The Bottom Pressure and Tilt platform (BOTPT) is a custom built instrument developed by Dr. Bill Chadwick at NOAA PMEL in Newport, Oregon The BOTPT measures the inflation and deflation of the seafloor at the summit of Axial Seamount using a precision pressure sensor that enables detection of the seafloor’s rise and fall (i.e., “breathing”) as magma (molten rock) moves in and out of the underlying magma chamber. A very precise tilt meter, which measures in micro-radians, records the “tilting” of the seafloor as it deforms in response to melt-lava migration. The pressure sensor is a Paroscientific Digiquartz pressure transducer and the tilt meter is supplied by Applied Geomechanics (LILY).
Bottom pressure tilt instruments are installed at the ASHES hydrothermal vent field as part of a separate NSF award to Chadwick (MJ03B), at the International District 2 Site (MJ03D), at the Eastern Caldera Site (MJ03E), and at the Central Caldera Site (MJ03F).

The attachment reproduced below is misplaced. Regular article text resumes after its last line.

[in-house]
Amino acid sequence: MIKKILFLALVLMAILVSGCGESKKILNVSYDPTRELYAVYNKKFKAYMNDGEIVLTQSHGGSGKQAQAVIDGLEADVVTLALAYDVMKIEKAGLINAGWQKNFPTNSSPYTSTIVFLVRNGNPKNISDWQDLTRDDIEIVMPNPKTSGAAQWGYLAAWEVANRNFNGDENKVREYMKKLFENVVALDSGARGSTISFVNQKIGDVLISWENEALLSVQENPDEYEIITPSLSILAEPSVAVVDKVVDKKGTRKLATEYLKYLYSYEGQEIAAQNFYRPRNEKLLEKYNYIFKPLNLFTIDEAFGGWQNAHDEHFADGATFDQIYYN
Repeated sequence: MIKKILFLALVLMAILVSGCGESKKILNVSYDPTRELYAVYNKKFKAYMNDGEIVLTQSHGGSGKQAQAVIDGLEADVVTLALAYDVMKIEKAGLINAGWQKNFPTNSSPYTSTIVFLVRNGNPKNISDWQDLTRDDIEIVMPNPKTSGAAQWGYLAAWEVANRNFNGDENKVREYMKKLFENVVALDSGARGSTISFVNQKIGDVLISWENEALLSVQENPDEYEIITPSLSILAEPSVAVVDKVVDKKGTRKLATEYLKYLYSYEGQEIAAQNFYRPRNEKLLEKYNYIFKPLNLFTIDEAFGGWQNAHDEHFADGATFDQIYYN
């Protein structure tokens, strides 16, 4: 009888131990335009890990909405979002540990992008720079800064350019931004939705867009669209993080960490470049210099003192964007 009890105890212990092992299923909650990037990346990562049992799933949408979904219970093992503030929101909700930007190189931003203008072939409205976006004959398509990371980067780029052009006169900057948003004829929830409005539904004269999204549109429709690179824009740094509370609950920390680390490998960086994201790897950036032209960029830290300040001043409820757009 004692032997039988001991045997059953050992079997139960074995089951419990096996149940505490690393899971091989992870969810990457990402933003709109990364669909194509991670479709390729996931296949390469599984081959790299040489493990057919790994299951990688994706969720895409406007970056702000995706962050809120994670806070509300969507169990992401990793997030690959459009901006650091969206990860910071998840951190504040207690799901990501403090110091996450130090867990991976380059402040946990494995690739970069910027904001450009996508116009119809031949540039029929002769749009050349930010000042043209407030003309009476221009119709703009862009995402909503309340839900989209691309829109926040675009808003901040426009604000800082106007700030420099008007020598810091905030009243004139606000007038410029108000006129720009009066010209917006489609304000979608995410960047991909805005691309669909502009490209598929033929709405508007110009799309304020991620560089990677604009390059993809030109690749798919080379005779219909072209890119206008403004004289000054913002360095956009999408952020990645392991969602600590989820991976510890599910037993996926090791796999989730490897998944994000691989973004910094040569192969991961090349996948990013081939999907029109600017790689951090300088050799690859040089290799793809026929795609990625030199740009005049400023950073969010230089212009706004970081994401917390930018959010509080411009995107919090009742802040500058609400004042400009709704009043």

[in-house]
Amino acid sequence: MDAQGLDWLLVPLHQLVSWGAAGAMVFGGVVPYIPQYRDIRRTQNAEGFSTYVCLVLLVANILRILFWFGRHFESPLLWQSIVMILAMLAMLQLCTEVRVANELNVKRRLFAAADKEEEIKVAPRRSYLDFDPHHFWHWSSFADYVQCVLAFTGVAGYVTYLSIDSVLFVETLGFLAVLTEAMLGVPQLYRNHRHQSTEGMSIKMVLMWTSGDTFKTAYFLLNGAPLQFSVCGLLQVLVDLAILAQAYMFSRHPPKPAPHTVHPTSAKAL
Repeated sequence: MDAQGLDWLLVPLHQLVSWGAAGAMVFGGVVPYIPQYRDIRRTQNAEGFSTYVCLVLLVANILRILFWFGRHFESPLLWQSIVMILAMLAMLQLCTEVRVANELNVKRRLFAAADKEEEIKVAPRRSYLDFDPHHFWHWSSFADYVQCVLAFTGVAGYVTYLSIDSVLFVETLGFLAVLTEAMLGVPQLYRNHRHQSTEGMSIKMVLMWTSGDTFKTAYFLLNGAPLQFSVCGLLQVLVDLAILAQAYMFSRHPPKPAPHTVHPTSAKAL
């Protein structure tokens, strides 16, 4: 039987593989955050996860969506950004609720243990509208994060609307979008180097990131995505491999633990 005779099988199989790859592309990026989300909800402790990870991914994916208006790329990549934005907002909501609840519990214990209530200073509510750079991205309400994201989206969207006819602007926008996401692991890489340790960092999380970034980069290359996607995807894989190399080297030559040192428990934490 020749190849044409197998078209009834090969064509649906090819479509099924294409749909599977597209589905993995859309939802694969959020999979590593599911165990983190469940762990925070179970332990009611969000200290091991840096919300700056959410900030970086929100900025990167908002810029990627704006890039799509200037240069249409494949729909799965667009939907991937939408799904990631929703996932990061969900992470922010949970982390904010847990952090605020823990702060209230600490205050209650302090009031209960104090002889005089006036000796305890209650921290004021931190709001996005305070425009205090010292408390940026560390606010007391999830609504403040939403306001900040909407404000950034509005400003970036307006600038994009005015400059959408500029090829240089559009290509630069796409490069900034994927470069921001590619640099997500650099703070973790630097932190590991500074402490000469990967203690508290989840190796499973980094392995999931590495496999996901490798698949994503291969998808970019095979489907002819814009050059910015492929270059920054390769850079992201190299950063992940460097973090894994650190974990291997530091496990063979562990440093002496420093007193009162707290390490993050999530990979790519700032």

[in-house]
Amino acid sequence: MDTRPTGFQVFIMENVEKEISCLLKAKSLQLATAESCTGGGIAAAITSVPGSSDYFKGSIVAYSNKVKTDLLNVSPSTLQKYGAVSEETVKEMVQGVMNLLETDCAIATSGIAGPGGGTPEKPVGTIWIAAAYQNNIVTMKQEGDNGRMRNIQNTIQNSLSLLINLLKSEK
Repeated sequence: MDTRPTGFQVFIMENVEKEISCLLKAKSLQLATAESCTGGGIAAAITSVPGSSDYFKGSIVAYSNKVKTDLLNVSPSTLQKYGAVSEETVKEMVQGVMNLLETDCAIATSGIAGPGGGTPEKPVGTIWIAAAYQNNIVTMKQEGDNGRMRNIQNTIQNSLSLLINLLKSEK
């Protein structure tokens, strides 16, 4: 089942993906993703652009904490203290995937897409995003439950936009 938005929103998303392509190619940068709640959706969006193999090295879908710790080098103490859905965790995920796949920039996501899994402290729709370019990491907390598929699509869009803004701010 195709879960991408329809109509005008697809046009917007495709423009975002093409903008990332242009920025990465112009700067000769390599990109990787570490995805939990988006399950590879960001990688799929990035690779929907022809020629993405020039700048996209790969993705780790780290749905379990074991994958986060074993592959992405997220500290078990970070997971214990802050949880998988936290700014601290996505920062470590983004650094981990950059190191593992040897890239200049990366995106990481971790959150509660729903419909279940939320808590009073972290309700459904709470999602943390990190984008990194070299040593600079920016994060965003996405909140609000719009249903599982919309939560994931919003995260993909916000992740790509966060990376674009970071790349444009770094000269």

Live streaming data from these instruments recorded a 2.4 m drop in the seafloor concomitant with >8,000 earthquakes on August 24, 2015 marking the beginning to of the Axial eruption that ended with a lava flow >400 ft thick on the northern rift system. Long-term time-series measurements are allowing forecasting with daily updating of when the next eruption will occur. The forecasts along with BOTPT uplift diagrams can be accessed on the NOAA PMEL website. The forecasts are updated daily based on uplift rates and indicate the next eruption may occur in the 2020-2021 time frame.